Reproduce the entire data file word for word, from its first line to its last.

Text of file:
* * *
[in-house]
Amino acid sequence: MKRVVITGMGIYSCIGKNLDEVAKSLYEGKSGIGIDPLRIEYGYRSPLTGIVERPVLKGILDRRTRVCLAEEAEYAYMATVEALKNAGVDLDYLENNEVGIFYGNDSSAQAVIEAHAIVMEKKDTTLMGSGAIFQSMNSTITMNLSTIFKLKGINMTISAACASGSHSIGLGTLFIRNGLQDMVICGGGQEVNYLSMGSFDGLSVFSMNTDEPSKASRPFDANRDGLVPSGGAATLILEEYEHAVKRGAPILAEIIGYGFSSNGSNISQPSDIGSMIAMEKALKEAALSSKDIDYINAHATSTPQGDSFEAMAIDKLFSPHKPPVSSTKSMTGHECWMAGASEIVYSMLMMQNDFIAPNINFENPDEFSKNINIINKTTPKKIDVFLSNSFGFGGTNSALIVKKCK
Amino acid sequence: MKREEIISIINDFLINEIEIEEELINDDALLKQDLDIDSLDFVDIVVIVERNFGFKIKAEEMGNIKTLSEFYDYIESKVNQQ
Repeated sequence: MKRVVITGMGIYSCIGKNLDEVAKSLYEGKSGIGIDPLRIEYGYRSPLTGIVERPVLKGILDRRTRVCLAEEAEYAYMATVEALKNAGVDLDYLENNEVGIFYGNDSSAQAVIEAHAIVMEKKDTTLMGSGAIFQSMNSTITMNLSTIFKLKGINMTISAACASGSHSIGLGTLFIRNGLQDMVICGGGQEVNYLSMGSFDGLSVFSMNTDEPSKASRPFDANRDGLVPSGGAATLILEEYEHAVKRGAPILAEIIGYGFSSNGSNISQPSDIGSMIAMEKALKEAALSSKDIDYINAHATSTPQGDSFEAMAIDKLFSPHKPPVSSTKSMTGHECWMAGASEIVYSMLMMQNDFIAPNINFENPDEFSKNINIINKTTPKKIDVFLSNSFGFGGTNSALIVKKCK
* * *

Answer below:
[in-house]
Amino acid sequence: MKRVVITGMGIYSCIGKNLDEVAKSLYEGKSGIGIDPLRIEYGYRSPLTGIVERPVLKGILDRRTRVCLAEEAEYAYMATVEALKNAGVDLDYLENNEVGIFYGNDSSAQAVIEAHAIVMEKKDTTLMGSGAIFQSMNSTITMNLSTIFKLKGINMTISAACASGSHSIGLGTLFIRNGLQDMVICGGGQEVNYLSMGSFDGLSVFSMNTDEPSKASRPFDANRDGLVPSGGAATLILEEYEHAVKRGAPILAEIIGYGFSSNGSNISQPSDIGSMIAMEKALKEAALSSKDIDYINAHATSTPQGDSFEAMAIDKLFSPHKPPVSSTKSMTGHECWMAGASEIVYSMLMMQNDFIAPNINFENPDEFSKNINIINKTTPKKIDVFLSNSFGFGGTNSALIVKKCK
Amino acid sequence: MKREEIISIINDFLINEIEIEEELINDDALLKQDLDIDSLDFVDIVVIVERNFGFKIKAEEMGNIKTLSEFYDYIESKVNQQ
Repeated sequence: MKRVVITGMGIYSCIGKNLDEVAKSLYEGKSGIGIDPLRIEYGYRSPLTGIVERPVLKGILDRRTRVCLAEEAEYAYMATVEALKNAGVDLDYLENNEVGIFYGNDSSAQAVIEAHAIVMEKKDTTLMGSGAIFQSMNSTITMNLSTIFKLKGINMTISAACASGSHSIGLGTLFIRNGLQDMVICGGGQEVNYLSMGSFDGLSVFSMNTDEPSKASRPFDANRDGLVPSGGAATLILEEYEHAVKRGAPILAEIIGYGFSSNGSNISQPSDIGSMIAMEKALKEAALSSKDIDYINAHATSTPQGDSFEAMAIDKLFSPHKPPVSSTKSMTGHECWMAGASEIVYSMLMMQNDFIAPNINFENPDEFSKNINIINKTTPKKIDVFLSNSFGFGGTNSALIVKKCK